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President Trump wants to "Make America Great Again," by turning back the clock to a time he believes was safer, purer, and removed from the dangers of modern society.

He's not the first president to evoke nostalgia for the Rockwellian image of small town life where everyone knew one another, had a good job, and raised a family. The mental scene may vary but the nostalgia for something lost remains constant.

Bob Beklan / flickr

There are few monsters more iconic or enduring than Frankenstein's. From Mary Shelley's 1818 novel, to the 1931 Hollywood film, to the countless plays, comics and other adaptations that have followed, Frankenstein continues to resonate with fans around the world.

Fronteiras do Pensamento / flickr creative commons

Richard Dawkins is probably the best-known ethologist and evolutionary biologist in the world. And he's maybe the best-known atheist and secularist -- he would say "rationalist" -- in the world.

Kris Krüg/PopTech / flickr creative commons

Kurt Andersen's new book is Fantasyland: How America Went Haywire. It's a 500-year history "of America jumping the shark." The idea, largely, is that our present post-fact, fake-news moment is... nothing new.

This hour, we look back at the history. We look at our present -- which is to say, we look at our present president: "To describe [Trump] is practically to summarize this book," Andersen says in Fantasyland. And we wonder if there's any way to regain and retain reality in America.

Julian Povey / Creative Commons

Novelists have been writing for decades about worlds in which the climate is in crisis. Those stories are becoming increasingly realistic -- in a sense, the future is already here.

Facing increasing pressure for how it's chosen to handle the legacy of a children's book author with a mixed record on issues of race and prejudice, the new Dr. Seuss Museum in Springfield, Mass., has acknowledged a change is needed.

Donnie Ray Jones / Creative Commons

Sleep. We all need it. Yet, according to the Centers for Disease Control and Prevention, roughly one in three U.S. adults do not get enough of it.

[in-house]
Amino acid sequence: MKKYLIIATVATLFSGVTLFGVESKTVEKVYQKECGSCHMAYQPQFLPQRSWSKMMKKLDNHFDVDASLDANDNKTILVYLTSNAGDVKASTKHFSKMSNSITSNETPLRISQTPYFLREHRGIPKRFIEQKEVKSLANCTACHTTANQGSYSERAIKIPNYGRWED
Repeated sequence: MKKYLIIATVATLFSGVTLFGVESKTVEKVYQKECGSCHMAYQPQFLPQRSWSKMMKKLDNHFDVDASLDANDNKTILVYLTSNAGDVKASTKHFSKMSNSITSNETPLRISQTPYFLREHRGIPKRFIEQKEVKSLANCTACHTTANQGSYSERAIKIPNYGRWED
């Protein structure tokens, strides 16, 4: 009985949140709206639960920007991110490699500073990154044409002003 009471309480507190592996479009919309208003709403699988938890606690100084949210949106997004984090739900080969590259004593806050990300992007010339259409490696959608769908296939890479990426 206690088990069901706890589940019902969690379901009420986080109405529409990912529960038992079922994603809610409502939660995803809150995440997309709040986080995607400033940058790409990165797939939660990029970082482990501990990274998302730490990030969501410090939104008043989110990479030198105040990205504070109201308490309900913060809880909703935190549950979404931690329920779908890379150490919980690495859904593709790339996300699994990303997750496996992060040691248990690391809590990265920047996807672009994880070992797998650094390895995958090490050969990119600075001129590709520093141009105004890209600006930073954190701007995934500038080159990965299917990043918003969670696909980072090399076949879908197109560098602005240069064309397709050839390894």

Coming up, we consider the impact of this and other sleep-related trends with Dr. Meir Kryger. His new book is called The Mystery of Sleep.

Princeton University Office of Communications

John McPhee is a writer's writer. He's thought of as one of the progenitors of the New Journalism, of creative nonfiction or narrative nonfiction, along with people like Gay Talese and Tom Wolfe and Hunter S. Thompson. But his style is... quiter than those folks'. His writing is transparent. He tends to keep himself out of the narrative. He doesn't even, in fact, have an author photo.

Curt Richter, Chion Wolf / WNPR

Colin McEnroe is taking a couple weeks off, so today Chion Wolf introduces you to three Connecticut residents who have careers in very different fields of expertise.

Since it opened in June, the new Amazing World of Dr. Seuss Museum has attracted thousands of visitors to Springfield. It features murals and statues of some of the author's most famous characters, like Horton the Elephant and the Cat in the Hat.

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The Connecticut Authors Trail wraps up its ninth season Thursday with a reading by Connecticut author Beatriz Williams at the Mohegan Sun Cabaret Theater.

Chion Wolf / WNPR

This hour, we remember Women’s History Month with tributes to the inspiring twentieth-century women -- the so-called "motor girls" and "Kalamazoo gals" -- who helped shape American history and American industry. 

Universityarchives.com

Four letters written by reclusive American author J.D. Salinger went on the market earlier this week at Westport-based universityarchives.com. Three of the letters were written in Westport, where Salinger lived when he wrote his classic novel The Catcher in the Rye.

Lore Sjoberg / flickr

If it's the clothes that make the man, then it's the costume that makes the superhero. But for as much as these brightly colored onesies reveal about their wearer, they may in fact reveal more about us as a society.

Green Fuse Films Inc.

On the one hand, obituaries are an amalgam of a bunch of different kinds of journalism: they're feature stories, they're profile pieces, they cover history, and they're hard news too.

On the other hand, the subject is always... dead.

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